Changing Face of Homelessness

The Washington Low Income Housing Alliance is gearing up for its annual conference to be held in Yakima from May 16th – 18th.  This year’s theme, “The Changing Face of Homelessness,” started me thinking about some of the changes that folks working on the frontline have been seeing.  I have had the opportunity to work at the Legal Action Center, a non-profit that provides free legal aid to low-income tenants, and over the last 3+ years that I was there it was amazing the differences that we started to see.

Perhaps one of the most noticeable changes during my time there was the shift in the population that came in seeking help.  Three years ago when I started, a majority of the clients we saw were those who were chronically homeless and individuals who were struggling in many areas of their lives.  But about a year into my time at LAC, around 2009, there was a change in the variety of clients that started to come through the doors.  We were seeing architects, social workers, and other individuals whose unemployment has run out.  Working with these clients can be a completely different experience.  For individuals who are facing the prospect of homelessness for the first time, I frequently encountered reluctance to access services and assistance.  This required a different set of skills.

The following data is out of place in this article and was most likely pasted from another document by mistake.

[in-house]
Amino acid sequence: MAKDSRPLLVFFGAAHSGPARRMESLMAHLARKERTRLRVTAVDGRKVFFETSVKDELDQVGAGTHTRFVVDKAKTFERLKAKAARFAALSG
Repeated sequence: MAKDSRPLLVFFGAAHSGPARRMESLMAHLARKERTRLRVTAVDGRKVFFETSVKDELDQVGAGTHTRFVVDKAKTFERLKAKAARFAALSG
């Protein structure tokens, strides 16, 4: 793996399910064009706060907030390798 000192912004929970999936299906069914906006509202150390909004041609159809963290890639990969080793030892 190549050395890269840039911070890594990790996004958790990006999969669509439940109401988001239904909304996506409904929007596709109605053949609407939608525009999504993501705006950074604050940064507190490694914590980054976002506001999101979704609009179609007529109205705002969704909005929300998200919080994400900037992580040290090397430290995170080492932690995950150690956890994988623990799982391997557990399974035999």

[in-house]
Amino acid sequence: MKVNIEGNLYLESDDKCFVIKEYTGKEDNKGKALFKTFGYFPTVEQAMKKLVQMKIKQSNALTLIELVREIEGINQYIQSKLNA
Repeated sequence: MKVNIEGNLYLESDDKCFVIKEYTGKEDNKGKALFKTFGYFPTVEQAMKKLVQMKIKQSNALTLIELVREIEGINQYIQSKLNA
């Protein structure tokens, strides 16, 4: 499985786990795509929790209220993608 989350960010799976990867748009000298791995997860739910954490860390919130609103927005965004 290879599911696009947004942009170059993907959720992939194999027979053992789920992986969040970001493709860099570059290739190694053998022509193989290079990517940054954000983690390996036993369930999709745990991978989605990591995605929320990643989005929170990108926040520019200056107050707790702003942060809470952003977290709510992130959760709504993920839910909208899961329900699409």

Another change that I observed first hand while working at the Legal Action Center was an increased reluctance by landlords to refund deposits or negotiate about outstanding debts.  In the past many landlords were not interested in pursuing potential damages, but with many of them also facing hard times, it seemed as if landlords were less willing to let items go.

So what does this mean for advocates?  One of the biggest takeaways is to not make assumptions about who your client is and what knowledge they may or may not be bringing to the table.  It will also be important if you are negotiating with landlords to recognize that they may be less willing to negotiate.  When looking at negotiating strategies, it may be effective to offer a lump sum up front (if this is realistic) in the hopes that the chance at money up front will be a motivator for a landlord who is potentially tight on money.  With the economy likely to be rough for awhile longer, be sure to think of how your strategy might change.

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